Medical Debt Reform; How It May Impact Employer Group Health Plans

Cory Jorbin, Esq.

With over a million ballots cast so far statewide, Arizona voters are already making their voices heard in the 2022 mid-term election. In addition to Arizona's more obvious races in the national spotlight, Arizona has a measure on the ballot that may also interest those living outside the state.
 
Known as Prop 209, this measure would reduce the maximum interest rate allowable on medical debt from 10% to 3% and expand the assets exempt from medical debt collectors.

If it passes, it may prompt other states to move in this direction, especially those more progressive states or those states with significant populations in medical debt.

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Topics: Compliance, Cost Containment, Arizona

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Complete List of 2023 IRS Contribution Limits For Tax-Advantaged Employee Benefit Programs

David Rook

The IRS has finally announced adjustments to 2023 contribution limits on various tax-advantaged health and dependent care spending accounts, retirement plans, and other employee benefits such as adoption assistance and transportation benefits. Many of these contribution limits, though not all, are indexed to cost-of-living adjustments.

Together, these combined announcements by the IRS detail 2023 adjusted limits to the amounts employees can tuck away pretax into Flexible Spending Accounts (FSAs), Health Savings Accounts (HSAs), transportation benefits, and retirement plans such as 401(k)s.

While IRS limits for HSAs and HDHPs are required, by law, to be announced by June 1st, limits for these other pretax savings vehicles always seem to come so late in the year that many employers have already completed their employee benefits open enrollments.

Employers who have already completed open enrollment for 2023 have two choices when it comes to communicating these updates; 1) they can do nothing, since there isn't an obligation to make the maximum election amounts available to employees, or 2) they can reopen the enrollment process and let employees who want to increase their elections do so before December 31st, for calendar year plans.

What follows is a consolidated summary of the new IRS limits;

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Topics: Compliance, Employee Communications, HSAs, Retirement Planning, HDHPs, FSAs

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IRS Extends ACA Affordability to Other Tiers of Coverage

Cory Jorbin, Esq.

Earlier this year the IRS announced proposed regulations extending ACA affordability to other tiers of employer-sponsored group medical coverage (employee + child/spouse, family, etc.). Today the IRS released final regulations.  

Previously, ACA affordability was based solely on the employee-only tier of coverage. If an employee was offered affordable, minimum-value coverage, the spouse and dependent children would not be eligible to purchase subsidized coverage on the exchange.

Under this new rule, if the family tier of coverage is not affordable, spouses and/or dependent children will now be eligible to purchase subsidized coverage on the exchange, provided they don’t have their own offer of affordable coverage.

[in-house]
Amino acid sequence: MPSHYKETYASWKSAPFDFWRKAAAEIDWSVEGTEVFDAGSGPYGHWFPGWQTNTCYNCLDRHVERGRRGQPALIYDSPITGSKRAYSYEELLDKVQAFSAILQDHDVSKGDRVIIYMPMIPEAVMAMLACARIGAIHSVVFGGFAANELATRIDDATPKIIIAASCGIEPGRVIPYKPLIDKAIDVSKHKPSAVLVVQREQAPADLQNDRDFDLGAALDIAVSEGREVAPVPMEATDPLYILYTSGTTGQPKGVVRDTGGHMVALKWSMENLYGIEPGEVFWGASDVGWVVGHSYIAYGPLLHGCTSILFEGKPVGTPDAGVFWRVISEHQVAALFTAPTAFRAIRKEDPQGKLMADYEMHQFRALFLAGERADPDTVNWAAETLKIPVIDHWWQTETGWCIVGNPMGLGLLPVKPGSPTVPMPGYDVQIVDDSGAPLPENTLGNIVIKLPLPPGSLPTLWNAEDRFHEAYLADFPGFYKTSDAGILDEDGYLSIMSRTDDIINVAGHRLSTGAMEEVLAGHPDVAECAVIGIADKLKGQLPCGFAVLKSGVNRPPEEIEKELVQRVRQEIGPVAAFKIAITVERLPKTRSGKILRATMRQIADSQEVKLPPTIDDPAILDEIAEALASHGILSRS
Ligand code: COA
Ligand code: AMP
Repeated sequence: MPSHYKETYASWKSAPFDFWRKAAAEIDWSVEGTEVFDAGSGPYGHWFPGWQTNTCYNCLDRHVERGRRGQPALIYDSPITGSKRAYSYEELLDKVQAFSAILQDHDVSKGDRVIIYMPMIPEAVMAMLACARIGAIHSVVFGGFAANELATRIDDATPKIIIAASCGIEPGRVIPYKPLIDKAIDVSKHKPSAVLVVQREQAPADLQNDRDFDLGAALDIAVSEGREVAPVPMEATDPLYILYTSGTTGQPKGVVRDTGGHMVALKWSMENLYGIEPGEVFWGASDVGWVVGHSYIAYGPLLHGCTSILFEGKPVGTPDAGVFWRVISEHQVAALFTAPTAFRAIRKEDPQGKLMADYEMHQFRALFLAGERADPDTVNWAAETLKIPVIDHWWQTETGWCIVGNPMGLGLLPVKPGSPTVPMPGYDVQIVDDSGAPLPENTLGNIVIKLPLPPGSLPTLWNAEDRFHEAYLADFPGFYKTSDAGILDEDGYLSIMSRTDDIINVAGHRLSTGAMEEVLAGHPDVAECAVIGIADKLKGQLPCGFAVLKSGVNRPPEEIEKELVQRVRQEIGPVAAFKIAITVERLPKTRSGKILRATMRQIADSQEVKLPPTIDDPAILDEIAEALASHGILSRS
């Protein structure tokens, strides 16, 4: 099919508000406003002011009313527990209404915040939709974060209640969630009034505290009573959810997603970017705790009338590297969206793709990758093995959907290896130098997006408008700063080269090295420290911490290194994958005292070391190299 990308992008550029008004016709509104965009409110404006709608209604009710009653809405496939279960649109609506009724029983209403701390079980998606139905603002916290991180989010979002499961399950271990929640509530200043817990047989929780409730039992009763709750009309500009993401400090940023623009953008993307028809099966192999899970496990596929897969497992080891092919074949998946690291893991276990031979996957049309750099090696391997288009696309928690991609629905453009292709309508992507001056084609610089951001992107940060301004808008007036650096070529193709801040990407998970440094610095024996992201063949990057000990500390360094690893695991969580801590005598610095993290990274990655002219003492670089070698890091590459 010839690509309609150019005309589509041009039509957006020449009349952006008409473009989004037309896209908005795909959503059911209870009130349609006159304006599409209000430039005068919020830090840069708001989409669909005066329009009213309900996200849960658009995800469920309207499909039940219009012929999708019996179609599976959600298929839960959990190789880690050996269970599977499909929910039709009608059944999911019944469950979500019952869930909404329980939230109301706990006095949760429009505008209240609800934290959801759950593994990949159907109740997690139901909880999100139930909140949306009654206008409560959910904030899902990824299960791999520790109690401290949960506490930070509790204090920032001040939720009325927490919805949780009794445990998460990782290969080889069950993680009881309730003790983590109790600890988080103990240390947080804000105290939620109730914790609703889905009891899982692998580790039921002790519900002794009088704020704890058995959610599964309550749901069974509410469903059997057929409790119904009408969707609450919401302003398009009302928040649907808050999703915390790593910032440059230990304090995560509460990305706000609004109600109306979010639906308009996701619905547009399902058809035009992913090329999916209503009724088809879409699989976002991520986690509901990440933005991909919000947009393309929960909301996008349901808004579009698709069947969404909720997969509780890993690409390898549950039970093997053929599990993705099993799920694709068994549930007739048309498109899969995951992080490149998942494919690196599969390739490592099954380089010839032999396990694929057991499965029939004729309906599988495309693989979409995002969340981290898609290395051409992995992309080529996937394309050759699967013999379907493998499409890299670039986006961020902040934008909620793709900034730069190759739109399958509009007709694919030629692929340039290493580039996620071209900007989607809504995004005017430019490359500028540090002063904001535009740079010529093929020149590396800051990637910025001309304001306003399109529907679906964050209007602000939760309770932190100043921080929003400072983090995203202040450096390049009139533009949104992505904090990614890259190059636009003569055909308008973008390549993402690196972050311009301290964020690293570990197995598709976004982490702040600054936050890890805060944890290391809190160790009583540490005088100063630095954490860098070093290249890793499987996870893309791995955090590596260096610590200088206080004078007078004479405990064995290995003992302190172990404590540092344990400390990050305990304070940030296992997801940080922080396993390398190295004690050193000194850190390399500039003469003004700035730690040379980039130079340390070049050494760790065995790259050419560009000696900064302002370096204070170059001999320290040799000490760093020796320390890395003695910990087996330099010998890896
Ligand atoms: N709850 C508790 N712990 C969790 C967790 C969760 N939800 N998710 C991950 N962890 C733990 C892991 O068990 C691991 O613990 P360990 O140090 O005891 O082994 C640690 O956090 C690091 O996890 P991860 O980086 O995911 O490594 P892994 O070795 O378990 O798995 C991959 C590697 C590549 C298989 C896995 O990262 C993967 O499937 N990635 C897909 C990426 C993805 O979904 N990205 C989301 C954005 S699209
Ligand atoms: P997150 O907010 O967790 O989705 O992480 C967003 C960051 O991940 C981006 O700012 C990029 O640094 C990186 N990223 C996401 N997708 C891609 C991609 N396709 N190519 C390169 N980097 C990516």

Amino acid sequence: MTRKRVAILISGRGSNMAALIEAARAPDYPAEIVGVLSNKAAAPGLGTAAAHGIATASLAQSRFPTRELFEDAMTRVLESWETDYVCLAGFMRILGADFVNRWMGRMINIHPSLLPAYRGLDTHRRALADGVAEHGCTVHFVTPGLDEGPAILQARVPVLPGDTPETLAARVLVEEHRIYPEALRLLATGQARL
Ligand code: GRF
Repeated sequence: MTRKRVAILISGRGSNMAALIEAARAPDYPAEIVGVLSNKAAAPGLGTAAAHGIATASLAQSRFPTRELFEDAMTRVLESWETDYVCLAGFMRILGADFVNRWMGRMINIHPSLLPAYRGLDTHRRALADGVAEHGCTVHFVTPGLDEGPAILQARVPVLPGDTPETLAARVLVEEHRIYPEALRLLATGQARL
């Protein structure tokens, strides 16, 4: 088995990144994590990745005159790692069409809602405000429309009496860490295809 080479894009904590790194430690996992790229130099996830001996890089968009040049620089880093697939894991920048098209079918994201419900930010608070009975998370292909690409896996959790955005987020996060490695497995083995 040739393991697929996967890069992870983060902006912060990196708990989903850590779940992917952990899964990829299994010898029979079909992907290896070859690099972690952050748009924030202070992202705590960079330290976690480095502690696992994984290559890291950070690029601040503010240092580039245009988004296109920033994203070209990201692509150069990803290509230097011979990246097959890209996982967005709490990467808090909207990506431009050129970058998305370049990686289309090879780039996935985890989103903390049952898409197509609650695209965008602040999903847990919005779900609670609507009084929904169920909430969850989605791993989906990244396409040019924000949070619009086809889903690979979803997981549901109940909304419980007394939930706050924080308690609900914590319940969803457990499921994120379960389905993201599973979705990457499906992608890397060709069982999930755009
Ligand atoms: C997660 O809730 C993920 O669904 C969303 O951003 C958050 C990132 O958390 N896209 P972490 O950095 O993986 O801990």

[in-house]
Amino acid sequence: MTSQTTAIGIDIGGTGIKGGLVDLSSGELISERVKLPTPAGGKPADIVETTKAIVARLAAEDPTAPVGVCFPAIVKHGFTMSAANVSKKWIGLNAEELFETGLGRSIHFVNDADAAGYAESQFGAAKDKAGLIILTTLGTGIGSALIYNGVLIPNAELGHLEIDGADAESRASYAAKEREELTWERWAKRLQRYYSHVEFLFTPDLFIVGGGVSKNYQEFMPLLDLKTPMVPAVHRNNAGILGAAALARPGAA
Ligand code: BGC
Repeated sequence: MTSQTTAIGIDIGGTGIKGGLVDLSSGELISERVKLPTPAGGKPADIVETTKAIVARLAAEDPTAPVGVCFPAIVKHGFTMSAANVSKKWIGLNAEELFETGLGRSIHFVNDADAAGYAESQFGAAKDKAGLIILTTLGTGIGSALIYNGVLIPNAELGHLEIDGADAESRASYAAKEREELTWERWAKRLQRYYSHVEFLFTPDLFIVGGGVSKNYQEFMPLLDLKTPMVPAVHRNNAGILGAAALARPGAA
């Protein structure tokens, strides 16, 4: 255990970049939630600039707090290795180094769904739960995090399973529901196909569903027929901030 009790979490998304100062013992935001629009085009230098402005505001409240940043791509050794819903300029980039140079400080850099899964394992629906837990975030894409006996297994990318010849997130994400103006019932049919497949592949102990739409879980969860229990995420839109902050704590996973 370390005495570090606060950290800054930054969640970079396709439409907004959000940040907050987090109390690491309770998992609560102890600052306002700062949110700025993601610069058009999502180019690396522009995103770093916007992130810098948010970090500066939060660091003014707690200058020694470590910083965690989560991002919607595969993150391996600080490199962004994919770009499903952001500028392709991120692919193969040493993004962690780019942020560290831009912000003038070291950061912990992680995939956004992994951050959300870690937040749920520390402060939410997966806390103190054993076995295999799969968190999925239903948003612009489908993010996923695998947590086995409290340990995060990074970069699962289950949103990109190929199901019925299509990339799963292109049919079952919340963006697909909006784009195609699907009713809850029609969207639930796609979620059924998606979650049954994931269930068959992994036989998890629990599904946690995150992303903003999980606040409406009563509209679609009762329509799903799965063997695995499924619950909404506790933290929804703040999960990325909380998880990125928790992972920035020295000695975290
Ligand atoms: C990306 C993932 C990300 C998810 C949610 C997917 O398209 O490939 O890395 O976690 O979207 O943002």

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Topics: Compliance, ACA, PPACA

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Understanding FMLA Leave for Mental Health Conditions

Jeff Griffin

Mental health is a growing concern in the workplace. Over the past few years, many employees have experienced mental health issues, such as burnout, depression, anxiety, and substance abuse.

Employers have responded by expanding mental health benefits, including adding mental health programs, increasing schedule flexibility, offering telemedicine options for mental health, and providing more mental health education.

Despite the amplified focus on mental health, employees’ mental health issues are still commonly overlooked, especially since they may not be as readily apparent as physical ailments. However, in reality, employees may sometimes be unable to work because of their mental health issues.
 
While employers pursue various ways to support employees struggling with mental health issues, it’s also important to be aware of and offer appropriate leave under the Family and Medical Leave Act (FMLA).

The U.S. Department of Labor (DOL) recently issued a fact sheet relating to an employee’s ability to use FMLA leave for their own or a family member’s mental health condition.

Today we'll provide an overview of the FMLA, the DOL’s guidance, FMLA assistance for employees struggling with mental health issues, and ways employers can support their employees.

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Topics: Compliance, Workforce Absence Management

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Employer Reporting on Prescription Drug Pricing Due By 12/27

Jeff Griffin

Among the various transparency rules contained within the Consolidated Appropriations Act is a requirement for employers to provide certain plan information about prescription drugs. The deadline for that reporting is December 27 of this year, but preparations are beginning now.